Congrats to Pieter Verbeke et al for having their work accepted at PLoS Computational Biology!
In their paper, they present a computational framework on how biological and artificial agents can address the trade-off between being sufficiently adaptive to acquiring novel information (plasticity) and retaining older information (stability); known as the stability-plasticity dilemma. For this purpose, they combined two prominent computational neuroscience principles, namely Binding by Synchrony (Fries, 2005, 2015) and Reinforcement Learning (Sutton & Barto, 1998). The model learns to couple/synchronize task-relevant modules, while also learning to decouple/desynchronize currently task-irrelevant modules. As a result, old (but currently task-irrelevant) information is protected from overwriting (stability) while new information can be learned quickly in currently task-relevant modules (plasticity). In order to test the generalizability of their framework, learning to synchronize was combined with task modules that learn via one of three classical learning algorithms, namely Rescorla-Wagner (Widrow & Hoff, 1960), backpropagation (Rummelhart, Hinton & Williams, 1986) and Restricted Boltzmann machines (Hinton, 2012).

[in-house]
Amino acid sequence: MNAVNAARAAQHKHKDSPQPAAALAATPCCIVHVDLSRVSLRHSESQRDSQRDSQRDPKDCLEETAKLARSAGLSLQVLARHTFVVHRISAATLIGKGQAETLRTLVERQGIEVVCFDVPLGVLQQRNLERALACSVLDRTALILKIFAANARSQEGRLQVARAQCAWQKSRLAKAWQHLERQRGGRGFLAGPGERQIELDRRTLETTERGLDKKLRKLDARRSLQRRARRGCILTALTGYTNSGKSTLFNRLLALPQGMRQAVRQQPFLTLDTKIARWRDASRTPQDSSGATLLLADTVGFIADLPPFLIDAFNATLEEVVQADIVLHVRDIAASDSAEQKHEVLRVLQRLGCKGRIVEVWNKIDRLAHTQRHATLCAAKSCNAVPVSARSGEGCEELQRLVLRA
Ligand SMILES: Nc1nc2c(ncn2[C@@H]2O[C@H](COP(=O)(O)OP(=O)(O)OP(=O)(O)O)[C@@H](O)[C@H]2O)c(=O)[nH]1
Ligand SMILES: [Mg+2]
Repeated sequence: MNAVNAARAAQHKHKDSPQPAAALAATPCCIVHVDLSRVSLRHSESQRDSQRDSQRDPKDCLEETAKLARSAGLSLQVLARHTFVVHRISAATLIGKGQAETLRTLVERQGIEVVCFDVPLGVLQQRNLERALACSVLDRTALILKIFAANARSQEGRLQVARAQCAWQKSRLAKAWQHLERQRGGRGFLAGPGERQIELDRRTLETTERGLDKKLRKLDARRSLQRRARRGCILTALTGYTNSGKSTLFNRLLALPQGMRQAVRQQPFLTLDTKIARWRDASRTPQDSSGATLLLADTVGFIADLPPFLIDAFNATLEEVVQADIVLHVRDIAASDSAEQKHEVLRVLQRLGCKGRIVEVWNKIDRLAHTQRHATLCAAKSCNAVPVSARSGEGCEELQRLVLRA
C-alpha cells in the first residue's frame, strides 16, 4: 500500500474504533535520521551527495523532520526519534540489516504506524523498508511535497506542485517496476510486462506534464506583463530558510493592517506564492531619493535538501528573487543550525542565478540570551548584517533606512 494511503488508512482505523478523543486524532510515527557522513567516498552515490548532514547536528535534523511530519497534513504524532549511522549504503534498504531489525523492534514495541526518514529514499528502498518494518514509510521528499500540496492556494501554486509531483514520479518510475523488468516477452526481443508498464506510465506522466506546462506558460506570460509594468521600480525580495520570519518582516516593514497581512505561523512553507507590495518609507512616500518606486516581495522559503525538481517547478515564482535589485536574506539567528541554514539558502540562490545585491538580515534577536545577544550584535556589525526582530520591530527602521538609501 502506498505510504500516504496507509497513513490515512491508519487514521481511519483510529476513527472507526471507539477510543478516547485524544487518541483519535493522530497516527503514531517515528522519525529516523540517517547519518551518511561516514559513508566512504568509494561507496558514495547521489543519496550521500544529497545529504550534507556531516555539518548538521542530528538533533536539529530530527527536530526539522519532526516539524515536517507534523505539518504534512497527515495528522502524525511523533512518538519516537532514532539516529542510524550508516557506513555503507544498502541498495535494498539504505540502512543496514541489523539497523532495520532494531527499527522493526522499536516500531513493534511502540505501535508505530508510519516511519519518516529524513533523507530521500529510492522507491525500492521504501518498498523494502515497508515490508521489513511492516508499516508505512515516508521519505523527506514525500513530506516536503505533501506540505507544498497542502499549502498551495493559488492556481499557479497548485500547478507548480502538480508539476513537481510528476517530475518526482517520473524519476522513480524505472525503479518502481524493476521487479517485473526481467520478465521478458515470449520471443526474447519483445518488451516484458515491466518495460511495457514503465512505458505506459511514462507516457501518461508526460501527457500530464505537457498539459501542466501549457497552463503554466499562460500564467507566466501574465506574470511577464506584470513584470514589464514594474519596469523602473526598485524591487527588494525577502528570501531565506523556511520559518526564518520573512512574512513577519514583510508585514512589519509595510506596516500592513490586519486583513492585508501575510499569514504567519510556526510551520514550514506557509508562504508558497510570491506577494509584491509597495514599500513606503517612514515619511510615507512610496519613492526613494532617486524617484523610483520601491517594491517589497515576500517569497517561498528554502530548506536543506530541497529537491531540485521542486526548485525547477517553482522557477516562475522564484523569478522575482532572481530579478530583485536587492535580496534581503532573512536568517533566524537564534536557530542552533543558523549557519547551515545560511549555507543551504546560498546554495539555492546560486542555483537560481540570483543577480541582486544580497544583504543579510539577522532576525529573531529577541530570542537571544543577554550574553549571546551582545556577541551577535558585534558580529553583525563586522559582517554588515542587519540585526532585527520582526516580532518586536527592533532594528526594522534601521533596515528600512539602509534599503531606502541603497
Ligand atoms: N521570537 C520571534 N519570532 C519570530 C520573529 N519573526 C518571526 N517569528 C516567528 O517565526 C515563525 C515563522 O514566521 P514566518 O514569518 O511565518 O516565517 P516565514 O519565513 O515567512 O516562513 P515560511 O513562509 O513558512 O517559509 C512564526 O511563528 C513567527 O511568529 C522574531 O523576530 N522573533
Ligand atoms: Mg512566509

The resulting models were tested on a reversal learning paradigm where the models had to learn to switch between three different task rules. The authors demonstrated how combining learning to synchronize with several classic learning algorithms resulted in significant computational advantages over networks without synchrony, in terms of both stability and plasticity. Crucially, the resulting models’ processing dynamics are also consistent with empirical data and provide empirically testable hypotheses for future MEG/EEG studies.
An online version of this paper can be found here
- Verbeke, P., & Verguts, T. (2019). Learning to synchronize: How biological agents can couple neural task modules for dealing with the stability-plasticity dilemma. PLoS: Computational Biology 15(8): e1006604